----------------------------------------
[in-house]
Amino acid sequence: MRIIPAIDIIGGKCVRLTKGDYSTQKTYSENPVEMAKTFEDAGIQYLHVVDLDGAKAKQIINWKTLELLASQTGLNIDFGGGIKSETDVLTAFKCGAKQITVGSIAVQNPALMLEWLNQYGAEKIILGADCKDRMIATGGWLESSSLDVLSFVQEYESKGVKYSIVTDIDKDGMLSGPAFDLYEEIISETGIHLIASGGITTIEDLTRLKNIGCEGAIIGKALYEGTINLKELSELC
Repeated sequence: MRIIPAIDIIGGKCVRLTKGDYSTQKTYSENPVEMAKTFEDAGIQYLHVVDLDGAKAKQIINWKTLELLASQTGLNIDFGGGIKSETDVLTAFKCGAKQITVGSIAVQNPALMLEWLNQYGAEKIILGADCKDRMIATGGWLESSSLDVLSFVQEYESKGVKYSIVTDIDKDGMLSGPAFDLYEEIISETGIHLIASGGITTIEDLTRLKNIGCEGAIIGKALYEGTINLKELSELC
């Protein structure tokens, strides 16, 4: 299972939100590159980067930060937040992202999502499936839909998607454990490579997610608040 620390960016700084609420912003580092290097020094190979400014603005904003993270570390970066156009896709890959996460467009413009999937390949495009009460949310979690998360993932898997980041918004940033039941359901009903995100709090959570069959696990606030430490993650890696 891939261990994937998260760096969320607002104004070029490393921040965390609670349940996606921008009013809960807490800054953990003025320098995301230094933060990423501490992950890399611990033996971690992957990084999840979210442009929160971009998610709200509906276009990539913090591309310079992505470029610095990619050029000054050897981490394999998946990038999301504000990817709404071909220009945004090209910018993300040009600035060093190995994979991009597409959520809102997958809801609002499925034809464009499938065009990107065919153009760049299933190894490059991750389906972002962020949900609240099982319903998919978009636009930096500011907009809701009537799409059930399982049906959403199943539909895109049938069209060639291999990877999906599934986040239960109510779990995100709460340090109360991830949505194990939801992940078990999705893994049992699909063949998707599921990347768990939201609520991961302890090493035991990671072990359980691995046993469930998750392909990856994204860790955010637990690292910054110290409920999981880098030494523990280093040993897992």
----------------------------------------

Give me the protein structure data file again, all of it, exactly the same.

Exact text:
[in-house]
Amino acid sequence: MRIIPAIDIIGGKCVRLTKGDYSTQKTYSENPVEMAKTFEDAGIQYLHVVDLDGAKAKQIINWKTLELLASQTGLNIDFGGGIKSETDVLTAFKCGAKQITVGSIAVQNPALMLEWLNQYGAEKIILGADCKDRMIATGGWLESSSLDVLSFVQEYESKGVKYSIVTDIDKDGMLSGPAFDLYEEIISETGIHLIASGGITTIEDLTRLKNIGCEGAIIGKALYEGTINLKELSELC
Repeated sequence: MRIIPAIDIIGGKCVRLTKGDYSTQKTYSENPVEMAKTFEDAGIQYLHVVDLDGAKAKQIINWKTLELLASQTGLNIDFGGGIKSETDVLTAFKCGAKQITVGSIAVQNPALMLEWLNQYGAEKIILGADCKDRMIATGGWLESSSLDVLSFVQEYESKGVKYSIVTDIDKDGMLSGPAFDLYEEIISETGIHLIASGGITTIEDLTRLKNIGCEGAIIGKALYEGTINLKELSELC
């Protein structure tokens, strides 16, 4: 299972939100590159980067930060937040992202999502499936839909998607454990490579997610608040 620390960016700084609420912003580092290097020094190979400014603005904003993270570390970066156009896709890959996460467009413009999937390949495009009460949310979690998360993932898997980041918004940033039941359901009903995100709090959570069959696990606030430490993650890696 891939261990994937998260760096969320607002104004070029490393921040965390609670349940996606921008009013809960807490800054953990003025320098995301230094933060990423501490992950890399611990033996971690992957990084999840979210442009929160971009998610709200509906276009990539913090591309310079992505470029610095990619050029000054050897981490394999998946990038999301504000990817709404071909220009945004090209910018993300040009600035060093190995994979991009597409959520809102997958809801609002499925034809464009499938065009990107065919153009760049299933190894490059991750389906972002962020949900609240099982319903998919978009636009930096500011907009809701009537799409059930399982049906959403199943539909895109049938069209060639291999990877999906599934986040239960109510779990995100709460340090109360991830949505194990939801992940078990999705893994049992699909063949998707599921990347768990939201609520991961302890090493035991990671072990359980691995046993469930998750392909990856994204860790955010637990690292910054110290409920999981880098030494523990280093040993897992």